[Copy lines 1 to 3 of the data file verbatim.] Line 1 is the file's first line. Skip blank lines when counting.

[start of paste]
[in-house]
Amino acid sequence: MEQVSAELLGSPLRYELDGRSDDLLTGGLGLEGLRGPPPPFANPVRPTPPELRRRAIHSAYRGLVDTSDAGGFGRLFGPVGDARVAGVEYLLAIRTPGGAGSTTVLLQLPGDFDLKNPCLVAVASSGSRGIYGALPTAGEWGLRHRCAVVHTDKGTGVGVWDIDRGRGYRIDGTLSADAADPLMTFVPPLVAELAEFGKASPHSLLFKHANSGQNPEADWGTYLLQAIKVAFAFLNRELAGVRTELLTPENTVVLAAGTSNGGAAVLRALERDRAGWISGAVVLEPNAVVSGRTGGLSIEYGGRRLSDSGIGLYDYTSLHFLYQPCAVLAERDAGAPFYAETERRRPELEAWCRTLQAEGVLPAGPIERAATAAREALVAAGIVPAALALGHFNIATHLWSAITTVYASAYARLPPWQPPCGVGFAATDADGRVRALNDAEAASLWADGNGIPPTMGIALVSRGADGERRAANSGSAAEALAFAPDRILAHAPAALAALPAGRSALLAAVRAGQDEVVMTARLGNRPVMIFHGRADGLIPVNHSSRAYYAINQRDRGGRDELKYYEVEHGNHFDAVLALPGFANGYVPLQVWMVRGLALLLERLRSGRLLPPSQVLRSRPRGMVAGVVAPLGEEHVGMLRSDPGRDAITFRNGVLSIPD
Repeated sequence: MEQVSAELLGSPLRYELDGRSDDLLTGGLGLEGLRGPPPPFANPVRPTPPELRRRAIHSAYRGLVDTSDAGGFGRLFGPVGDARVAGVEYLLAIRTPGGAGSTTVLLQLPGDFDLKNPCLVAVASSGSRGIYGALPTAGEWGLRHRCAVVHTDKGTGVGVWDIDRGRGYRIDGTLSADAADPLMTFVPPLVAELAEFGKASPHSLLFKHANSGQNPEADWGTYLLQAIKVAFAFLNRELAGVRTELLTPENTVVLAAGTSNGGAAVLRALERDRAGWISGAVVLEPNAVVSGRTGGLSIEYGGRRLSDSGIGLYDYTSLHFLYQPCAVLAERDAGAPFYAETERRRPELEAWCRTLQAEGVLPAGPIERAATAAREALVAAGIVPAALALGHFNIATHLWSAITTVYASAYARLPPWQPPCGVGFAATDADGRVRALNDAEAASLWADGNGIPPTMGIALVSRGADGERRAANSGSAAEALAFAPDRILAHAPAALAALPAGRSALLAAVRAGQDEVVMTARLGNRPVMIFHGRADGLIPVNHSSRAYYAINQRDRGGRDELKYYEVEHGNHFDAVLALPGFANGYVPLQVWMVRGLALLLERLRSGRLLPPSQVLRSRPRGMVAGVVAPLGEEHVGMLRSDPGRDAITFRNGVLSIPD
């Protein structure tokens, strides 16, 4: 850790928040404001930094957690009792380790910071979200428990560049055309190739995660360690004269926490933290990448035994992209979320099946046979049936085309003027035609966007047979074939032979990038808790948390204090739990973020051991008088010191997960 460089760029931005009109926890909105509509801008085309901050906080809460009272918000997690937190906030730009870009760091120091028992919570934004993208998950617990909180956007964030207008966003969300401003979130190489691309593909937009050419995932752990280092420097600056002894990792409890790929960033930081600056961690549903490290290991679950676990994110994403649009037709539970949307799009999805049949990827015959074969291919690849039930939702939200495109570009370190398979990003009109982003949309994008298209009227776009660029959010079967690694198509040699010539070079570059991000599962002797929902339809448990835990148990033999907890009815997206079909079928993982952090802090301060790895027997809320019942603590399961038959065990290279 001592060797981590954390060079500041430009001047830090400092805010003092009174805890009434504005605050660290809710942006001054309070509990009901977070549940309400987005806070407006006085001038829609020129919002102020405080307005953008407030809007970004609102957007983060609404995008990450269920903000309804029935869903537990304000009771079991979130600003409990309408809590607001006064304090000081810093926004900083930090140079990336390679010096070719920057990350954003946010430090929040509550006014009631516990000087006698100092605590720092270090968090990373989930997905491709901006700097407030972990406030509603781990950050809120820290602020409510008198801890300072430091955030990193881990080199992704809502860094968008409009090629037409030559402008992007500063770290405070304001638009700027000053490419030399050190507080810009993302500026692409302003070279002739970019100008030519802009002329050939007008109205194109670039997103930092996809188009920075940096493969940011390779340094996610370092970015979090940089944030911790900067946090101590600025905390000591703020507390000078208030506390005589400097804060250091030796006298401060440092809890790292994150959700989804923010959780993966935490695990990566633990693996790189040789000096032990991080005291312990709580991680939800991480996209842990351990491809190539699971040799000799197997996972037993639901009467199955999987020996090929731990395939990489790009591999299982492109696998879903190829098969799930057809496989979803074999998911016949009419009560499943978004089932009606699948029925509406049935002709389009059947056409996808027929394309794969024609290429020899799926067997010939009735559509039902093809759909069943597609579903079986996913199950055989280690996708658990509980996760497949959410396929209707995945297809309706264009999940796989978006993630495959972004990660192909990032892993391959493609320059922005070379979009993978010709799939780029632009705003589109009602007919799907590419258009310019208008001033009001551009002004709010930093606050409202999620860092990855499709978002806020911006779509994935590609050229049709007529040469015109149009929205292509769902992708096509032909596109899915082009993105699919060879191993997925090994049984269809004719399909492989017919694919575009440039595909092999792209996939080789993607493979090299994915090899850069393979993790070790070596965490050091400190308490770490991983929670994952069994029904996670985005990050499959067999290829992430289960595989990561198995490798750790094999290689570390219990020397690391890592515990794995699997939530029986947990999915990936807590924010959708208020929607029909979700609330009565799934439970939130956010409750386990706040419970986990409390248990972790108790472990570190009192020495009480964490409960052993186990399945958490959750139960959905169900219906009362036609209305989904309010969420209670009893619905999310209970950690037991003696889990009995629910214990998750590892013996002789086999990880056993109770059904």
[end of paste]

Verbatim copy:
[in-house]
Amino acid sequence: MEQVSAELLGSPLRYELDGRSDDLLTGGLGLEGLRGPPPPFANPVRPTPPELRRRAIHSAYRGLVDTSDAGGFGRLFGPVGDARVAGVEYLLAIRTPGGAGSTTVLLQLPGDFDLKNPCLVAVASSGSRGIYGALPTAGEWGLRHRCAVVHTDKGTGVGVWDIDRGRGYRIDGTLSADAADPLMTFVPPLVAELAEFGKASPHSLLFKHANSGQNPEADWGTYLLQAIKVAFAFLNRELAGVRTELLTPENTVVLAAGTSNGGAAVLRALERDRAGWISGAVVLEPNAVVSGRTGGLSIEYGGRRLSDSGIGLYDYTSLHFLYQPCAVLAERDAGAPFYAETERRRPELEAWCRTLQAEGVLPAGPIERAATAAREALVAAGIVPAALALGHFNIATHLWSAITTVYASAYARLPPWQPPCGVGFAATDADGRVRALNDAEAASLWADGNGIPPTMGIALVSRGADGERRAANSGSAAEALAFAPDRILAHAPAALAALPAGRSALLAAVRAGQDEVVMTARLGNRPVMIFHGRADGLIPVNHSSRAYYAINQRDRGGRDELKYYEVEHGNHFDAVLALPGFANGYVPLQVWMVRGLALLLERLRSGRLLPPSQVLRSRPRGMVAGVVAPLGEEHVGMLRSDPGRDAITFRNGVLSIPD
Repeated sequence: MEQVSAELLGSPLRYELDGRSDDLLTGGLGLEGLRGPPPPFANPVRPTPPELRRRAIHSAYRGLVDTSDAGGFGRLFGPVGDARVAGVEYLLAIRTPGGAGSTTVLLQLPGDFDLKNPCLVAVASSGSRGIYGALPTAGEWGLRHRCAVVHTDKGTGVGVWDIDRGRGYRIDGTLSADAADPLMTFVPPLVAELAEFGKASPHSLLFKHANSGQNPEADWGTYLLQAIKVAFAFLNRELAGVRTELLTPENTVVLAAGTSNGGAAVLRALERDRAGWISGAVVLEPNAVVSGRTGGLSIEYGGRRLSDSGIGLYDYTSLHFLYQPCAVLAERDAGAPFYAETERRRPELEAWCRTLQAEGVLPAGPIERAATAAREALVAAGIVPAALALGHFNIATHLWSAITTVYASAYARLPPWQPPCGVGFAATDADGRVRALNDAEAASLWADGNGIPPTMGIALVSRGADGERRAANSGSAAEALAFAPDRILAHAPAALAALPAGRSALLAAVRAGQDEVVMTARLGNRPVMIFHGRADGLIPVNHSSRAYYAINQRDRGGRDELKYYEVEHGNHFDAVLALPGFANGYVPLQVWMVRGLALLLERLRSGRLLPPSQVLRSRPRGMVAGVVAPLGEEHVGMLRSDPGRDAITFRNGVLSIPD